New technologies and decentralization

I’ve recently discovered Peter Van Garderen‘s thoughtful piece exploring the concept of  “Decentralized Autonomous Collections”.


This comment by Van Garderen piqued my interest immediately:

I believe that the emergence of blockchain technology and the concept of Decentralized Autonomous Organizations, alongside the maturation of peer-to-peer networks, open library technology architectures, and open-source software practices offers a new approach to the issues of control, privilege, and sustainability that are inherent to many centralized information collections.

This technology and how it is potentially implemented has the potential to disrupt established practice of “exclusive custodians” curating information objects, instead allowing for decentralised control by multiple parties.

This in turn has the potential to disrupt established practice in our memory institutions such as libraries and archives. However, instead of seeing this technology as potentially causing displacement, and even replacing these institutions, I find it exciting to take these ideas and use them to think about how we can transform the traditional roles of custodians and curators into new roles, possibly even as “thought leaders”, as Van Garderen puts forward. Librarians and archivists have in-depth knowledge about how to manage information objects through their entire (continuing) lifecycle, so it stands to reason that they can take this knowledge and incorporate its basic principles and ethical obligations successfully into new ways of thinking and doing, particularly in our current climate that sees increasing surveillance by government, and the growing power and reach of commercial monopolies moving into cultural heritage and knowledge sustainability spaces.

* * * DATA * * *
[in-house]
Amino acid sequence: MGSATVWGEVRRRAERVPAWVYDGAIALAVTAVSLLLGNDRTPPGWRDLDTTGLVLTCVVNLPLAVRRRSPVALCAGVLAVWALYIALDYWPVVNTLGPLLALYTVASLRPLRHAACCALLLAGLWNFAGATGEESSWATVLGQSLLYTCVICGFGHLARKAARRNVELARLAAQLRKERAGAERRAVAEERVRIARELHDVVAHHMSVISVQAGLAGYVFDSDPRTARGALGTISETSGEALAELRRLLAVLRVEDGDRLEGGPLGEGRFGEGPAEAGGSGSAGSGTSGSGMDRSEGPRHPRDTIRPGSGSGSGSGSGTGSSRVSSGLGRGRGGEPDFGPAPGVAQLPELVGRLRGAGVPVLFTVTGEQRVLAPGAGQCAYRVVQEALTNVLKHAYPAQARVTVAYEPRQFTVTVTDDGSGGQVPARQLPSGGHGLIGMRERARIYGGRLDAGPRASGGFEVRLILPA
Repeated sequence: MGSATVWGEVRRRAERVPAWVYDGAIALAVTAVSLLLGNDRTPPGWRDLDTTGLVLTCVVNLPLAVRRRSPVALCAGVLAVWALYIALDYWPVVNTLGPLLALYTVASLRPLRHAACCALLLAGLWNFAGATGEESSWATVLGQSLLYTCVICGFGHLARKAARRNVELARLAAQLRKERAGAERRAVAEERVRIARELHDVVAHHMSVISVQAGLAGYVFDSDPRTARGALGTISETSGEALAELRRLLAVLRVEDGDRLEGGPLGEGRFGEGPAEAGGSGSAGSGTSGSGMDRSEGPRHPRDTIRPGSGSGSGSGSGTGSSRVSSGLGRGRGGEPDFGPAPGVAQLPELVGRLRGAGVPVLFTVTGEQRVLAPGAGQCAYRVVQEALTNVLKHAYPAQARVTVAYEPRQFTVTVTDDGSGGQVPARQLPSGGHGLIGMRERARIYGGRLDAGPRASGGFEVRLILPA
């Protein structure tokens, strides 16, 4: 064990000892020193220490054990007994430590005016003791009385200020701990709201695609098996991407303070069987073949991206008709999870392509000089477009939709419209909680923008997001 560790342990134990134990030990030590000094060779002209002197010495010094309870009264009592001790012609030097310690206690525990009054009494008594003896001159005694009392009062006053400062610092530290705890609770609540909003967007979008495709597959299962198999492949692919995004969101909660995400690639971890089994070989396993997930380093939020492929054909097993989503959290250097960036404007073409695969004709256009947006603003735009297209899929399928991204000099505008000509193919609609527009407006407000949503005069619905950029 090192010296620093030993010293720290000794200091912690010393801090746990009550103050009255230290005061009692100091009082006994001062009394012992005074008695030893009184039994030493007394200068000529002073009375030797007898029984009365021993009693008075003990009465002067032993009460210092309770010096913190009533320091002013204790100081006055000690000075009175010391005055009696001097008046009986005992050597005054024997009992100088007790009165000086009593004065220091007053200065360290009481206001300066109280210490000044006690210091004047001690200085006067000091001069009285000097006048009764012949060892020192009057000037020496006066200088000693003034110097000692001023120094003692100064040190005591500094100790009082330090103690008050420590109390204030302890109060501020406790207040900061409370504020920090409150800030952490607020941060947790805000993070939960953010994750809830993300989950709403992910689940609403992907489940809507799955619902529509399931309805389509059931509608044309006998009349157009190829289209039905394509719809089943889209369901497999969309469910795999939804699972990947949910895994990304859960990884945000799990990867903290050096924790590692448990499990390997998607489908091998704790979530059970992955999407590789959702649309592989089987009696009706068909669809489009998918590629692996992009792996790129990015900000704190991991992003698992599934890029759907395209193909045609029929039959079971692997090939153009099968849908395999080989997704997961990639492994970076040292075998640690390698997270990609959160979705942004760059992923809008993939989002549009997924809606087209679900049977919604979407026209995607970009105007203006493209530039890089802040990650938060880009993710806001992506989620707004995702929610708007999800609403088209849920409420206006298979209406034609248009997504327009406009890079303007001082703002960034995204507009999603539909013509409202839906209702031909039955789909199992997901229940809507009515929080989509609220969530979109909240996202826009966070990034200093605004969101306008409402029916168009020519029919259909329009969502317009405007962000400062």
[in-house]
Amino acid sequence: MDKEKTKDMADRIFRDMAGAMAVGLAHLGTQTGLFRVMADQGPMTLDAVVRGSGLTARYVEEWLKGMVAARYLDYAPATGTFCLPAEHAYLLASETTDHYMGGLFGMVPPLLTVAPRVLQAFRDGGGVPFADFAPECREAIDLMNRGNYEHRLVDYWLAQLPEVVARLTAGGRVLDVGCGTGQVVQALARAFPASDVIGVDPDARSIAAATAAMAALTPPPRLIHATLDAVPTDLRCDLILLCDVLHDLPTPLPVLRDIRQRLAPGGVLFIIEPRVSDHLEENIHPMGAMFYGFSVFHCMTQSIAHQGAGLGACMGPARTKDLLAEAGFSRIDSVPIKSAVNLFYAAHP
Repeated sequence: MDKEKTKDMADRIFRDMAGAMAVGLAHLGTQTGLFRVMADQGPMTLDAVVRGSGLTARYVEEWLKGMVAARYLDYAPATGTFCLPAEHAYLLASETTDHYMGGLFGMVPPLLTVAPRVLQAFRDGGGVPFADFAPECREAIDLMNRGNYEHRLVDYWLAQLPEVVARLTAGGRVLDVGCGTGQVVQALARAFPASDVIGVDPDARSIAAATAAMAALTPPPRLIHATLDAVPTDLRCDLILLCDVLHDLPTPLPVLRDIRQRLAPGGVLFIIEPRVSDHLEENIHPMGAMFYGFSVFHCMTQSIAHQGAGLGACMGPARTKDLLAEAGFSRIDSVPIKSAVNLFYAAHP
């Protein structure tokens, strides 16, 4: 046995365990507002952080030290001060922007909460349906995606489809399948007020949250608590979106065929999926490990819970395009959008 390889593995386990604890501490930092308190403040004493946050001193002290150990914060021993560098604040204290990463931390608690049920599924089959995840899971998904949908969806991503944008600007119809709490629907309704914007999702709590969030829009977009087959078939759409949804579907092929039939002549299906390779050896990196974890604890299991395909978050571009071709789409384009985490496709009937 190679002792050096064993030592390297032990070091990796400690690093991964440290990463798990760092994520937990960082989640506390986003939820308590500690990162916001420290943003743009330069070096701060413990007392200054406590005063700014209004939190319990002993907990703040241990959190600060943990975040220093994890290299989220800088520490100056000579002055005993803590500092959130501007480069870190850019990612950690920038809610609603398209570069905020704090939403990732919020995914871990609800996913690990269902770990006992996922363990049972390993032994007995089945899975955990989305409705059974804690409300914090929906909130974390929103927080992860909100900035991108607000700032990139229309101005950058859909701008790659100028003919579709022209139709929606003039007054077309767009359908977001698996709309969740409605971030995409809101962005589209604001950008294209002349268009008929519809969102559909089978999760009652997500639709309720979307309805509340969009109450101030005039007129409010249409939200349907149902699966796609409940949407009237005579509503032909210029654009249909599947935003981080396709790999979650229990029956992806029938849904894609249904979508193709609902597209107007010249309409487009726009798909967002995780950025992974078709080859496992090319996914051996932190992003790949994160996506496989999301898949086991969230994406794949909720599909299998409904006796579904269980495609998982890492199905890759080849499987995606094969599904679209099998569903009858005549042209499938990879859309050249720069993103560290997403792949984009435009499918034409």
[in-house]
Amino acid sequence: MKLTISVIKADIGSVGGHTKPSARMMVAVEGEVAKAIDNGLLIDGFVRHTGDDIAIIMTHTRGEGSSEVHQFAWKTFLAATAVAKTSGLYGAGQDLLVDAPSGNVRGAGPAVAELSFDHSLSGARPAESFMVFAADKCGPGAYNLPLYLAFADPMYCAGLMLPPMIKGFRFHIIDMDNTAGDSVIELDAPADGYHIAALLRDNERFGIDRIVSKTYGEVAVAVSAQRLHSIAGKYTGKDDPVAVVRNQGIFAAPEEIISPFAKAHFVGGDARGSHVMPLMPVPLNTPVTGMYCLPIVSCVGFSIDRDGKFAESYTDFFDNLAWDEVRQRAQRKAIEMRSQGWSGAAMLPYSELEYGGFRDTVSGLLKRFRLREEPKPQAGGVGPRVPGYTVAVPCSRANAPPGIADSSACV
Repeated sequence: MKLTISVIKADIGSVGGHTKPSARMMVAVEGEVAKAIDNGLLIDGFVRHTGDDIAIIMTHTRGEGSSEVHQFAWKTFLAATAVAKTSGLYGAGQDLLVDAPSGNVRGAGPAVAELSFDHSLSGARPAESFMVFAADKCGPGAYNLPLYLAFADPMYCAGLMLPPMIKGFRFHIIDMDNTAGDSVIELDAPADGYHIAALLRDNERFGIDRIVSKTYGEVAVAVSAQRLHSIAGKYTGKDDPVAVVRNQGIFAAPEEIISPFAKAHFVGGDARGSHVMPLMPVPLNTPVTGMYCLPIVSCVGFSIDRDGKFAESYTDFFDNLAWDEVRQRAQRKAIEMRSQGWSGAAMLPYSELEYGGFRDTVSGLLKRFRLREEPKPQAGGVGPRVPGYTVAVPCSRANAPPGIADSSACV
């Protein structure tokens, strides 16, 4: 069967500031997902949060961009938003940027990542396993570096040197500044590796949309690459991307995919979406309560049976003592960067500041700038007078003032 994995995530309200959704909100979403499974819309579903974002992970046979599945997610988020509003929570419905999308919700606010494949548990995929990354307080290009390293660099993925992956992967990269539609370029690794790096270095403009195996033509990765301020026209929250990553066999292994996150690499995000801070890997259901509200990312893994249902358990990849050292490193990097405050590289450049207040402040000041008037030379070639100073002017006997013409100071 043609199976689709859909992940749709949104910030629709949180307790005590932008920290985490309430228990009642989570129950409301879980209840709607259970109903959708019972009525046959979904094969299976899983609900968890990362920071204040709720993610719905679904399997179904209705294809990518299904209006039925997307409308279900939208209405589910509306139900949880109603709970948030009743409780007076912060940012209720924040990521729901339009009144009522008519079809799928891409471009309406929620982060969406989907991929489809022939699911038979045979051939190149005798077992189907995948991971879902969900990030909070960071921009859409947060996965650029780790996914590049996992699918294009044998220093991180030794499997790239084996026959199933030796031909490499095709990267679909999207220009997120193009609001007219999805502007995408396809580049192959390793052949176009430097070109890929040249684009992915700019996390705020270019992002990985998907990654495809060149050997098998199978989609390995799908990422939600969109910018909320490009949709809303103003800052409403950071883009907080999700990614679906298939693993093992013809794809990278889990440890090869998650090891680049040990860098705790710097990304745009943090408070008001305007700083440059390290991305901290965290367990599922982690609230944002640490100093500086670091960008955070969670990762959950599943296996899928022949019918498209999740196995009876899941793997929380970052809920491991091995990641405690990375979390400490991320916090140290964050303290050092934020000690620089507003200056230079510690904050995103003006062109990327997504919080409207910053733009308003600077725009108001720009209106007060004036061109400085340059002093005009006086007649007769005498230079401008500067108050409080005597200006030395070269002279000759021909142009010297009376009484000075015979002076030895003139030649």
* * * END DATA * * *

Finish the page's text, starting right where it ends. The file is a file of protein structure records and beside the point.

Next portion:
The concept of decentralised autonomous collections brings up interesting new ideas about how to deal with encryption, rights and identity management, and for ensuring the authenticity of digital objects. It also opens up exciting new ideas for implementing digital preservation systems, workflows, and processes in our cultural and research institutions.